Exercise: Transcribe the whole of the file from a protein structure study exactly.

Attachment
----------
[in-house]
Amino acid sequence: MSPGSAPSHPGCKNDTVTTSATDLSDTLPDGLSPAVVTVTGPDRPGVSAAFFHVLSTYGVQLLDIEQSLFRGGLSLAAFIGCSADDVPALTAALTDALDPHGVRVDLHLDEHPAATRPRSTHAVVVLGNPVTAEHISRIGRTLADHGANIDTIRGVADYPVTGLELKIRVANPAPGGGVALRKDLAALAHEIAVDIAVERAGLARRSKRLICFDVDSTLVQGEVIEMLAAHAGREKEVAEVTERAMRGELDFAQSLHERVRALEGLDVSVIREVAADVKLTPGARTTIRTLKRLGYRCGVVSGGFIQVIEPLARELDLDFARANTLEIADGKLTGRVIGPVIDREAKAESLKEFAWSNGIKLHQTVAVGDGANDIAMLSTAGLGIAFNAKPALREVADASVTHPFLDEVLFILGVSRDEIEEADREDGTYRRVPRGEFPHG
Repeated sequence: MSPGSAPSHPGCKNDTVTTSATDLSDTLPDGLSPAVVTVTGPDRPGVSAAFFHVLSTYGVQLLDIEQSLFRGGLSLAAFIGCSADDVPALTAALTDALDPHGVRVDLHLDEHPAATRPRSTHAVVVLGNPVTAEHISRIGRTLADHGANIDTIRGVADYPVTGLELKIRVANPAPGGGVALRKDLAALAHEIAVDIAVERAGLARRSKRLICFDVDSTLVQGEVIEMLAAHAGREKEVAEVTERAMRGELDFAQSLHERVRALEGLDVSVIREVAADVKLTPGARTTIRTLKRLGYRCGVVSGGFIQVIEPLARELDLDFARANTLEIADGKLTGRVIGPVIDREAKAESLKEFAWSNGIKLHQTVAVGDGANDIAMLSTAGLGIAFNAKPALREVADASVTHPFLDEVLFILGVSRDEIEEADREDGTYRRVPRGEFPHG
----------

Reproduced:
[in-house]
Amino acid sequence: MSPGSAPSHPGCKNDTVTTSATDLSDTLPDGLSPAVVTVTGPDRPGVSAAFFHVLSTYGVQLLDIEQSLFRGGLSLAAFIGCSADDVPALTAALTDALDPHGVRVDLHLDEHPAATRPRSTHAVVVLGNPVTAEHISRIGRTLADHGANIDTIRGVADYPVTGLELKIRVANPAPGGGVALRKDLAALAHEIAVDIAVERAGLARRSKRLICFDVDSTLVQGEVIEMLAAHAGREKEVAEVTERAMRGELDFAQSLHERVRALEGLDVSVIREVAADVKLTPGARTTIRTLKRLGYRCGVVSGGFIQVIEPLARELDLDFARANTLEIADGKLTGRVIGPVIDREAKAESLKEFAWSNGIKLHQTVAVGDGANDIAMLSTAGLGIAFNAKPALREVADASVTHPFLDEVLFILGVSRDEIEEADREDGTYRRVPRGEFPHG
Repeated sequence: MSPGSAPSHPGCKNDTVTTSATDLSDTLPDGLSPAVVTVTGPDRPGVSAAFFHVLSTYGVQLLDIEQSLFRGGLSLAAFIGCSADDVPALTAALTDALDPHGVRVDLHLDEHPAATRPRSTHAVVVLGNPVTAEHISRIGRTLADHGANIDTIRGVADYPVTGLELKIRVANPAPGGGVALRKDLAALAHEIAVDIAVERAGLARRSKRLICFDVDSTLVQGEVIEMLAAHAGREKEVAEVTERAMRGELDFAQSLHERVRALEGLDVSVIREVAADVKLTPGARTTIRTLKRLGYRCGVVSGGFIQVIEPLARELDLDFARANTLEIADGKLTGRVIGPVIDREAKAESLKEFAWSNGIKLHQTVAVGDGANDIAMLSTAGLGIAFNAKPALREVADASVTHPFLDEVLFILGVSRDEIEEADREDGTYRRVPRGEFPHG